5 min

Vancouver Men in Leather turns 10

A decade in, the leather brotherhood has more than stood the test of time

From left: Powder, Rodney, Dave, Sean, Andy and Figaro will celebrate Vancouver Men in Leather’s 10th anniversary Nov 21 to 23. Credit: Robert-John Farrow

The first time Vancouver Men in Leather (VML) founder Peter Beauchamp pulled on some gear, a new sense of confidence washed over him. That was “many, many years ago,” he says from his home in Penticton. “It was a big step. It made you stand out, made you feel bigger than you were.”

Now on the eve of its 10th anniversary, VML has offered many of its members a similar sense of sexy confidence over the years.

“I see leather as gay men’s lingerie. It makes you feel masculine and sexy, and it’s empowering. It’s accepting of all body types and ages,” says member Mike Thompson (who asked that his real name not be used).

“I’m tired of wearing just jeans and T-shirts to go out,” he says. “You can be very creative with gear, expressing your mood, personality, fantasies.”

Dave Boyack, who founded VML with Beauchamp, grew up on a farm northeast of Calgary and credits that environment with engendering a fledgling appreciation for the rough and masculine aesthetic of leather.

“Leather’s been part of my wardrobe for decades,” he says. “All the men worked outside together in leather gloves and cowboy boots and flannel shirts, in the dust and dirt of the farmyard.

“And when you think about it,” he says, “it’s not any different than wearing hockey jerseys to a hockey game. Leather identifies who your brothers are.”

Boyack remembers the first time he walked into a leather club in Montreal, in the early 1970s. “It was exhilarating,” he says, “finding a place of trust and safety and self-discovery. And I think we offer that now for men in Vancouver. A place where everyone can feel at home.”

Twenty-four-year-old Sterling (who asked that his last name not be used) vividly remembers feeling welcomed and surprisingly at ease at his first VML event, one of the organization’s twice-yearly, members-only Whistler weekends.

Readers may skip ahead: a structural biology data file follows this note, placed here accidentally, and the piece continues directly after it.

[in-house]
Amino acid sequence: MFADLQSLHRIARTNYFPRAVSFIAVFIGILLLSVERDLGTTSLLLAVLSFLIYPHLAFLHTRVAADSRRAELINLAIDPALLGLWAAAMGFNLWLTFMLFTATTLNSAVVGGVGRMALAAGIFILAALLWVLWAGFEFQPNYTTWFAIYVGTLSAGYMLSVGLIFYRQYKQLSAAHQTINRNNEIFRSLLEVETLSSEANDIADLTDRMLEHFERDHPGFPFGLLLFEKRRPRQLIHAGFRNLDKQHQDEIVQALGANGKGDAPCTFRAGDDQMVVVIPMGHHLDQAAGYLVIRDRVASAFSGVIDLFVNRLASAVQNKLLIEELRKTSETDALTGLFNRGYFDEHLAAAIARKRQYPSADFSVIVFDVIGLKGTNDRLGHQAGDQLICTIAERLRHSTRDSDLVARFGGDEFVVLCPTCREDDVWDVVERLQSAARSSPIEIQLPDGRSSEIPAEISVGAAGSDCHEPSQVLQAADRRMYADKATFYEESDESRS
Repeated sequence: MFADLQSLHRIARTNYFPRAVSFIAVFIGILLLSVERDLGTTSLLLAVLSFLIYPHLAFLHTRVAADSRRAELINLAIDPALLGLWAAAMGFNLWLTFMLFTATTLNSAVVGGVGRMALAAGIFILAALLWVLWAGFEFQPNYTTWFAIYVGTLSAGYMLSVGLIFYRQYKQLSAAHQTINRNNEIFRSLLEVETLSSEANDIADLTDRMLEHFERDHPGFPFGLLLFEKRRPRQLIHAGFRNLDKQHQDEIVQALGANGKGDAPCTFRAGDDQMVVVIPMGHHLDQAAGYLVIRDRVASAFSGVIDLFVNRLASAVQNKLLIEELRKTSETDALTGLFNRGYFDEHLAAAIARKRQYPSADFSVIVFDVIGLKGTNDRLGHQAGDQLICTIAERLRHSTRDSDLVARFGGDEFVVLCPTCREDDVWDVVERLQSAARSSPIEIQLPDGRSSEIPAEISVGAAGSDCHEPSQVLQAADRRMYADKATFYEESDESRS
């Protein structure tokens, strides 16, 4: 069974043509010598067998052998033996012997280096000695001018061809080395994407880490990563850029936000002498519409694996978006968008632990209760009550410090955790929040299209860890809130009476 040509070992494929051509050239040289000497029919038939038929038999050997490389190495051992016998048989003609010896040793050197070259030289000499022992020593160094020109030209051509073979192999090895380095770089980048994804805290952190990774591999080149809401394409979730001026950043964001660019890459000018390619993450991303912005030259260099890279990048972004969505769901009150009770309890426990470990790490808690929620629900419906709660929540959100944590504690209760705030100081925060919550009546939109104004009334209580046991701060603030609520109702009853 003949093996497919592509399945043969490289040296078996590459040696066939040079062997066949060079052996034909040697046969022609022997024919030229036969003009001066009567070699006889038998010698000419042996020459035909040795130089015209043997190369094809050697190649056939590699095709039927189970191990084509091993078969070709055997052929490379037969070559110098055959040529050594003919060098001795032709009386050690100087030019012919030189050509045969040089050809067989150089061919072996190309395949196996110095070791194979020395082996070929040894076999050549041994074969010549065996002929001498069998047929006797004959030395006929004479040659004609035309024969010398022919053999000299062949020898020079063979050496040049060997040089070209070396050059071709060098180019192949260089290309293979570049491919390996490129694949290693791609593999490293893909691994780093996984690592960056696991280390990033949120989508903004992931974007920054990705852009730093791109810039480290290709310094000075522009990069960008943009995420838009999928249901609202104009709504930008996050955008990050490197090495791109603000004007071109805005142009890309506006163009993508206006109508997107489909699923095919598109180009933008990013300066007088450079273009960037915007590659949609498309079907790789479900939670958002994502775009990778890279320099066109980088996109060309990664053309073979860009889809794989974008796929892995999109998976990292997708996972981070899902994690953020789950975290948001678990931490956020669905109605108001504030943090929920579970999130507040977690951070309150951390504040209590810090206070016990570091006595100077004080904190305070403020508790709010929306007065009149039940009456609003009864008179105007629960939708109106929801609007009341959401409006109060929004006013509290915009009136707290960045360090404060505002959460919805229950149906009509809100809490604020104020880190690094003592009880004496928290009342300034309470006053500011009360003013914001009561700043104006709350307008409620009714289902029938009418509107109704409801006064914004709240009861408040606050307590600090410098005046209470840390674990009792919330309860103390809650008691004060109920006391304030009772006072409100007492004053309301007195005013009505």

“The first night I wore a harness and some skimpy little leather-looking underwear,” he says. “The rest of the time, most of the gear was off — it was a ‘leather or less’ weekend. At first it was a bit weird not wearing any clothes. But people were just cool. It made me feel really good about myself, and I thought, ‘I could get used to this!’”

While internet hook-up sites entice us to stare preternaturally into the blue glow of our smartphones in the solitude of our tiny condos, VML’s 10th anniversary is proof positive that we are still social animals who long to gather with our familiar pack and sniff out the newest members. But a decade ago, Beauchamp says, Vancouver was a city without a gathering place for this particular pack.

“We had lost so many of our elder leathermen; there was a small group left, and I figured it was time to bring the remaining old guard together with men showing a new interest and those who were just curious,” Beauchamp says. “It was time to teach and to share the BDSM world with like-minded men, and in order to do this we needed a group, a focus.”

While drawing inspiration from brotherhoods like Seattle Men in Leather and clubs like the Black Eagle in Toronto and Montreal, Beauchamp began to solicit the help of other local leathermen. One of the first people he approached was Boyack.

“I’d only just recently moved to Vancouver, and this was a great opportunity to meet the leather crowd and give something back,” says Boyack, who is now part of the anniversary committee planning VML’s upcoming weekend of celebrations, Nov 21 to 23.